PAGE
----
So the upshot is, it's still not working. We finally just uninstalled the software again so we could use the friggin' computer. (We have another, old, slow desktop computer at home, which is how I managed my one measly post last week, but it is sloooooooow. Did I mention the slowness?) The lesson we've learned here is that old cliche "Don't put all your eggs in one basket." We need to move some of our vital info off of this computer and onto either another computer or an external hard drive, 'cause if this one dies, we're screwed.

So other than that, things are pretty much status quo around here. My dad left to go overseas with the Army yesterday, after several delays while he was at Fort Benning, in Georgia. Apparently the Army has some doubts as to my father's clinical skills since he's no longer a practicing physician, but rather a medical director for an insurance company, even though he keeps his license current and takes all of his CME credits. Of course, they didn't bring up these doubts while he was still happily at home in Nebraska, but rather, once he got to Georgia. And they didn't bother to factor in that he went to Ecuador with the Army in November for two weeks and demonstrated his perfectly fine clinical skills there. (I know, you're shocked - the Army is not a model of efficiency and good communication? Preposterous!) So their brilliant solution to this problem is to send him first to Germany for a couple of weeks so he can work under another physician and show them he's still got what it takes, doctor-wise. Did I mention my dad is a Colonel? So the time he spends in Germany won't count towards his BOG (Boots On Ground) 90 days that he's officially supposed to be gone. Which just means that he'll be gone that much longer. *sigh*

Anyway. That's the haps 'round these parts. I'm going to try to get back into the routine of posting on a regular basis, if only for my own need to feel connected with the world somehow. Thank god the computer's working.

Thanks for reading.

Wednesday, April 05, 2006

I am a snake head eating the head on the opposite side

I read that early this morning, at two minutes and three seconds past one in the morning to be exact, the time and date were 01:02:03 04/05/06. For some reason that's really cool to me. I know that time is just an arbitrary construct, months and days and numbers are just applied by us humans, and that that particular second of time really has no intrinsic significance to speak of, but it's still cool.

I'm the kind of person who pays attention to the odometer on the car and notices when it's a palindrome, too. That's fascinating to me. I think I picked that habit up in Wyoming on looooong car trips when I had no car stereo (my first car was basically an engine, wheels and doors) to entertain me. I would play mental games with the odometer, trying to figure out when would be the next time a palindrome would occur, if there was some kind of pattern I could divine. I would do it with the mileposts and the exit numbers, too.

Maybe I should check out numerology. Or become an actuary.

Thanks for reading.

Saturday, April 01, 2006

Pants on fire

By popular request* here are some more examples of LIARS attacks:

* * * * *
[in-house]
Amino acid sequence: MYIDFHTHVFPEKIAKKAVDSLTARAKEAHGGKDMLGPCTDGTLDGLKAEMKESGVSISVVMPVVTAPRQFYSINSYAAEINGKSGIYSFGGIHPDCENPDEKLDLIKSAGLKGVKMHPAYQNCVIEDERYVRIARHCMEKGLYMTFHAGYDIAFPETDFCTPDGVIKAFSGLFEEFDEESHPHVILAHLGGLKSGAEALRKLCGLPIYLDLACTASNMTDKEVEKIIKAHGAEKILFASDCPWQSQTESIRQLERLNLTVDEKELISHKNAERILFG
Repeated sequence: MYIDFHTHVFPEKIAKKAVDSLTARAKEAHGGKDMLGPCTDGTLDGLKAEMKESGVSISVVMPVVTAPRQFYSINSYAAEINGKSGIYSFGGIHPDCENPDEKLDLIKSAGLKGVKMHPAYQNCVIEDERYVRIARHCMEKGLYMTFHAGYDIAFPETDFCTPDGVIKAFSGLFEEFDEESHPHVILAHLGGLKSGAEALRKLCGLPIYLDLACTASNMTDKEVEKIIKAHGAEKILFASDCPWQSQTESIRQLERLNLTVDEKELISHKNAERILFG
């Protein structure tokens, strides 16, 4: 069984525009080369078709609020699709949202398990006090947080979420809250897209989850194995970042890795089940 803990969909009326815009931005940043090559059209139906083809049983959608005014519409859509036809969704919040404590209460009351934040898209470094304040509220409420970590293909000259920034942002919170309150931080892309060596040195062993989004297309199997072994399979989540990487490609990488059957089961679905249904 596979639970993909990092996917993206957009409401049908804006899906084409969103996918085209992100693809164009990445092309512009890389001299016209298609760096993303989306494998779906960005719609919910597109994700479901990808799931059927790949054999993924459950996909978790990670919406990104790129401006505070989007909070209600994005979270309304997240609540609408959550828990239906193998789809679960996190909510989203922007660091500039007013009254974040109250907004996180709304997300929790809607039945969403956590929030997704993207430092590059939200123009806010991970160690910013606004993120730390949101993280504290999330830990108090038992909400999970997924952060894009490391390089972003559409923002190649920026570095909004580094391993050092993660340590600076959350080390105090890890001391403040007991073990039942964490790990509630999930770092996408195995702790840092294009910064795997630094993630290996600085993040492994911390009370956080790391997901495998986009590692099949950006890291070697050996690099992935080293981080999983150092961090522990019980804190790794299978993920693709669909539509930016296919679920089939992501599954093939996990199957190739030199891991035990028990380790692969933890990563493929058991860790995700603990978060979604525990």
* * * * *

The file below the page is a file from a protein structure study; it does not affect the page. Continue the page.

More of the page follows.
Getting Nolan out of his high chair after a meal, I usually ask, "Are you ready to get down?" This, naturally, led to Kool and the Gang's "Jungle Boogie" being transformed into the Baby Boogie:

Get down, get down
Get down, get down
Baby Boogie
(dititidoo dititidoo)
Baby Boogie
(it's time to get down)

Also after meals, as I struggle to wipe the accumulated food mush off of his face, I tend to exclaim, "You've got food on your face!" which always brings on Queen's "We Will Rock You":

You've got food on your face
Your baby face
Somebody better pick you up and wipe off your face
(singing) I will, I will, wipe you!

Jesus, I'm a dork. (That's not a lyric, that's just an observation).

Then there's the classical section. When Nolan has a nice, big but relatively manageable poop, he gets Handel's Hallelujah chorus (sometimes in two-part harmony with me and KB):

Super Pooper! Super Pooper!
Superpooper! Superpooper!
Super-er Pooperrr...

Also, on our way to the changing table when he's got an evident load in the pants, I like to bust out the, umm...that Wagner (I think it's Wagner) song about the, know. It goes, "Kill da wabbit, kill da wabbit..." Not only am I a dork, I'm a poorly educated dork. Except instead of "Kill da wabbit," it's:

Poopy diaper, poopy diaper
Poopy diaper, poopy diaperrrr...

And let's not forget the poor, neglected cats. Every now and then one of them, usually Jake, will decide it's time to freak out and tear around the house with his tail puffed up. This earns him a tune by Joe Jackson, "Steppin' Out":

Kitty's, spazzing ouuuuut...
All through the house
He's spazzing out

But probably the most embarrassing one of all is this: Among Nolan's many nicknames is the frequently used (by me, anyway) "Baby Guy." I don't know why, I just call him that sometimes. I'll walk into the room and see him sitting on the floor with a toy, and it seems so natural to say, "Hey, baby guy!" So of course, you know what's coming...that's right. It's "Cherry Pie," by Warrant.

He's my baby guy
He's so cute make his mama cry
He's my baby guy
Sweet! Baby! Guy!

This poor kid. He's going to be so warped.

Thanks for reading.

*Nobody requested these. I just felt like posting them. So there.